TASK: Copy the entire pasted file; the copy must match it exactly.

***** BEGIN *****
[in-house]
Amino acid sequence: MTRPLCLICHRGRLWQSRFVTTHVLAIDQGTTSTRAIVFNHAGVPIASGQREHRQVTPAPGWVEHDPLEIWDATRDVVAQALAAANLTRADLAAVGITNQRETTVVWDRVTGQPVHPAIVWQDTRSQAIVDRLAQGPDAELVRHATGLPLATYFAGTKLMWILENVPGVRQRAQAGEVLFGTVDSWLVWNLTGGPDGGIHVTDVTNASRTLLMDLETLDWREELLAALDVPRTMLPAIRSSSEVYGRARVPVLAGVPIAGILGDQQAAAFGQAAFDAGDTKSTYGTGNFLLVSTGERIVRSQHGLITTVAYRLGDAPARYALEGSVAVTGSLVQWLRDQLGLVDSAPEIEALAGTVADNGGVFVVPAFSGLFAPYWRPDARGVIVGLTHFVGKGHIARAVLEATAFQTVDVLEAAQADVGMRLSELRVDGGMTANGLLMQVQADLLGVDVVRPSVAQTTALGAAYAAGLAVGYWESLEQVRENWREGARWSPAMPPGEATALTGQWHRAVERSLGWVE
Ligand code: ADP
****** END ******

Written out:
[in-house]
Amino acid sequence: MTRPLCLICHRGRLWQSRFVTTHVLAIDQGTTSTRAIVFNHAGVPIASGQREHRQVTPAPGWVEHDPLEIWDATRDVVAQALAAANLTRADLAAVGITNQRETTVVWDRVTGQPVHPAIVWQDTRSQAIVDRLAQGPDAELVRHATGLPLATYFAGTKLMWILENVPGVRQRAQAGEVLFGTVDSWLVWNLTGGPDGGIHVTDVTNASRTLLMDLETLDWREELLAALDVPRTMLPAIRSSSEVYGRARVPVLAGVPIAGILGDQQAAAFGQAAFDAGDTKSTYGTGNFLLVSTGERIVRSQHGLITTVAYRLGDAPARYALEGSVAVTGSLVQWLRDQLGLVDSAPEIEALAGTVADNGGVFVVPAFSGLFAPYWRPDARGVIVGLTHFVGKGHIARAVLEATAFQTVDVLEAAQADVGMRLSELRVDGGMTANGLLMQVQADLLGVDVVRPSVAQTTALGAAYAAGLAVGYWESLEQVRENWREGARWSPAMPPGEATALTGQWHRAVERSLGWVE
Ligand code: ADP